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Capital-Task Complementarity and the Decline of the U.S. Labor Share of Income

Author

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  • Musa Orak

Abstract

This paper provides evidence that shifts in the occupational composition of the U.S. workforce are the most important factor explaining the trend decline in the labor share over the past four decades. Estimates suggest that while there is unitary elasticity between equipment capital and non-routine tasks, equipment capital and routine tasks are highly substitutable. Through the lenses of a general equilibrium model with occupational choice and the estimated production technology, I document that the fall in relative price of equipment capital alone can explain 72 percent of the observed decline in the U.S. labor share. In addition, I find that differences in labor share trends across sectors can be accounted for by varying sensitivities of cost of production to the price of equipment capital.

Suggested Citation

  • Musa Orak, 2017. "Capital-Task Complementarity and the Decline of the U.S. Labor Share of Income," International Finance Discussion Papers 1200, Board of Governors of the Federal Reserve System (U.S.), revised Mar 2017.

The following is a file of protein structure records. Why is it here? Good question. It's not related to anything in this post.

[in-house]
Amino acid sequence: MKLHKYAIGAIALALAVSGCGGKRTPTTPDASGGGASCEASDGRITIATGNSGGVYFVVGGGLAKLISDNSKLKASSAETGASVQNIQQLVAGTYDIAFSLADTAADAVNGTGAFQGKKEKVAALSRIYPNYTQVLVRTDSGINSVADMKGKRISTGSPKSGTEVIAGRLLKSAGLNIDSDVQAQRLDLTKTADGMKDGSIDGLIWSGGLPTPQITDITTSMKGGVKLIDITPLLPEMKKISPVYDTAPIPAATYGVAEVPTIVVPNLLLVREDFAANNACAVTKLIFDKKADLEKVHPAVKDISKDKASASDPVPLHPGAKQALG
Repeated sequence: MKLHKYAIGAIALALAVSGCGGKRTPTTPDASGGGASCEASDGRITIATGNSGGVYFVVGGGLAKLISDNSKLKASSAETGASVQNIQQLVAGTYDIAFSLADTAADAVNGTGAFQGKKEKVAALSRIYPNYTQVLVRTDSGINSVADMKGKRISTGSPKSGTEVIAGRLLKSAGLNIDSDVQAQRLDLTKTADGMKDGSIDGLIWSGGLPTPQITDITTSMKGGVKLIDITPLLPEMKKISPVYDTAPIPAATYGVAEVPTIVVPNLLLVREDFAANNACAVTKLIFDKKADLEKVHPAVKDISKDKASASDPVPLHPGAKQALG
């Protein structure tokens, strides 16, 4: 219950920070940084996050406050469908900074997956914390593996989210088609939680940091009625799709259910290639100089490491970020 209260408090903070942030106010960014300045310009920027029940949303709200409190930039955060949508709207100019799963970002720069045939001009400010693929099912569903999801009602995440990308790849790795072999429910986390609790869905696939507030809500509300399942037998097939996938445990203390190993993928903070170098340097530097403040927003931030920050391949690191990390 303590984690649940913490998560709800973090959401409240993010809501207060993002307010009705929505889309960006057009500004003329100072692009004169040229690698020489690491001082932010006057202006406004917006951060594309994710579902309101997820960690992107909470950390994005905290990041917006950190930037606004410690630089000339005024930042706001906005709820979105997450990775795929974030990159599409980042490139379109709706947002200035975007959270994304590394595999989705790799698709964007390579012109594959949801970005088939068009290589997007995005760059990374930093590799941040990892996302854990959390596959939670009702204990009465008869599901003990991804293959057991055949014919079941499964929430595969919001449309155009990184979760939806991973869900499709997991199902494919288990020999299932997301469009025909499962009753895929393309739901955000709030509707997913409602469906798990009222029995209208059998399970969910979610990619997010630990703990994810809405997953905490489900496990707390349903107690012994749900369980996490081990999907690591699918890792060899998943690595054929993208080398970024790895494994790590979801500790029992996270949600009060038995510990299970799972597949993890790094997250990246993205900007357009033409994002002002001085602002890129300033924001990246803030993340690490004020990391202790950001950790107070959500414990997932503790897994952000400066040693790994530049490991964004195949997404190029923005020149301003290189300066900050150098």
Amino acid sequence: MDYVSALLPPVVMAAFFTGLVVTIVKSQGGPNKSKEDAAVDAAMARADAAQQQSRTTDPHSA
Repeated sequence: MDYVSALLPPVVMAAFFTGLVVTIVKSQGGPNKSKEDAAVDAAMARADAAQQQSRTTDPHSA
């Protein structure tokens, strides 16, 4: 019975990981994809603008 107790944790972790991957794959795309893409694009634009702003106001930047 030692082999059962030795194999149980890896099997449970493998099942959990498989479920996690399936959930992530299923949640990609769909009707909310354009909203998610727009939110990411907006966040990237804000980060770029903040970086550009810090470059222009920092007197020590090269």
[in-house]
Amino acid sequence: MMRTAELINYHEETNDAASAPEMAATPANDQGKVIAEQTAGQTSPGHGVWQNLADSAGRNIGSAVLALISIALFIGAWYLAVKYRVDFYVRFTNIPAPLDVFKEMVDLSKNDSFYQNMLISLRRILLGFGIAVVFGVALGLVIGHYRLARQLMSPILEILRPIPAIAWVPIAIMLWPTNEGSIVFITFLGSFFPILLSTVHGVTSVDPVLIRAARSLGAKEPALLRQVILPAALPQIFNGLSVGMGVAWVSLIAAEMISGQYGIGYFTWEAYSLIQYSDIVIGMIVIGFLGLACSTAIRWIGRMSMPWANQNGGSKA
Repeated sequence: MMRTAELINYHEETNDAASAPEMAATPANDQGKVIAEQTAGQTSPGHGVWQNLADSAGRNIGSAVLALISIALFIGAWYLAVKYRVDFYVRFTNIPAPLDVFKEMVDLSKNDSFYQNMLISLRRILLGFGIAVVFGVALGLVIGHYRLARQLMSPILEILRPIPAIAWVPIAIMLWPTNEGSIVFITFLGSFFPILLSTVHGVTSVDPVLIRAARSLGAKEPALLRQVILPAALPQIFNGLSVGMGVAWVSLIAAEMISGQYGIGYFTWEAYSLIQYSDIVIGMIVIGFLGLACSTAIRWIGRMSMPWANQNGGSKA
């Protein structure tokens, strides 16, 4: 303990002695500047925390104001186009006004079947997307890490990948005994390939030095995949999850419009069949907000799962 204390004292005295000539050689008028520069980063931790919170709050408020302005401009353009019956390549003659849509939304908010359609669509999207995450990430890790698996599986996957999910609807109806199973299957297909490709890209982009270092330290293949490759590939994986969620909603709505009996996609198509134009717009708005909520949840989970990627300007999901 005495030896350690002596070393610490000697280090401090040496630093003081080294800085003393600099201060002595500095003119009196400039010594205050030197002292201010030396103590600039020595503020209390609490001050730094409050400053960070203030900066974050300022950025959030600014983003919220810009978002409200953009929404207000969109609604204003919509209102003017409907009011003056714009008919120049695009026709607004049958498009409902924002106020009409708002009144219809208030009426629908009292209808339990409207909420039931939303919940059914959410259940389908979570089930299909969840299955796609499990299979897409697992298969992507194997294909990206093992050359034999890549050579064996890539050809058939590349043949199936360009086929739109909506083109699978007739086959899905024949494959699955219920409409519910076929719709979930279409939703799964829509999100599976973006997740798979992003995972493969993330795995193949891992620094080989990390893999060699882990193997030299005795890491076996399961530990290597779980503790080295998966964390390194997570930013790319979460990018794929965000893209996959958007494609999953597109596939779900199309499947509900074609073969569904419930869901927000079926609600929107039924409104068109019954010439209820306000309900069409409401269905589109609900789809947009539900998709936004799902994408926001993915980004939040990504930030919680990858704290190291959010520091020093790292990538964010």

• Handle: RePEc:fip:fedgif:1200
    DOI: 10.17016/IFDP.2017.1200
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    File URL: https://www.federalreserve.gov/econres/ifdp/files/ifdp1200.pdf
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    References listed on IDEAS

    as
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    Citations

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    Cited by:

    1. Goren, Amir, 2017. "Inequality and Production Elasticity," MPRA Paper 80316, University Library of Munich, Germany.
    2. vom Lehn, Christian, 2018. "Understanding the decline in the U.S. labor share: Evidence from occupational tasks," European Economic Review, Elsevier, vol. 108(C), pages 191-220.

    More about this item

    Keywords

    Technological change; Bayesian estimation; Job polarization; Elasticity of substitution; Capital-task complementarity; Labor share;

    JEL classification:

    • J31 - Labor and Demographic Economics - - Wages, Compensation, and Labor Costs - - - Wage Level and Structure; Wage Differentials
    • E23 - Macroeconomics and Monetary Economics - - Consumption, Saving, Production, Employment, and Investment - - - Production
    • E22 - Macroeconomics and Monetary Economics - - Consumption, Saving, Production, Employment, and Investment - - - Investment; Capital; Intangible Capital; Capacity
    • C11 - Mathematical and Quantitative Methods - - Econometric and Statistical Methods and Methodology: General - - - Bayesian Analysis: General
    • J24 - Labor and Demographic Economics - - Demand and Supply of Labor - - - Human Capital; Skills; Occupational Choice; Labor Productivity
    • E25 - Macroeconomics and Monetary Economics - - Consumption, Saving, Production, Employment, and Investment - - - Aggregate Factor Income Distribution

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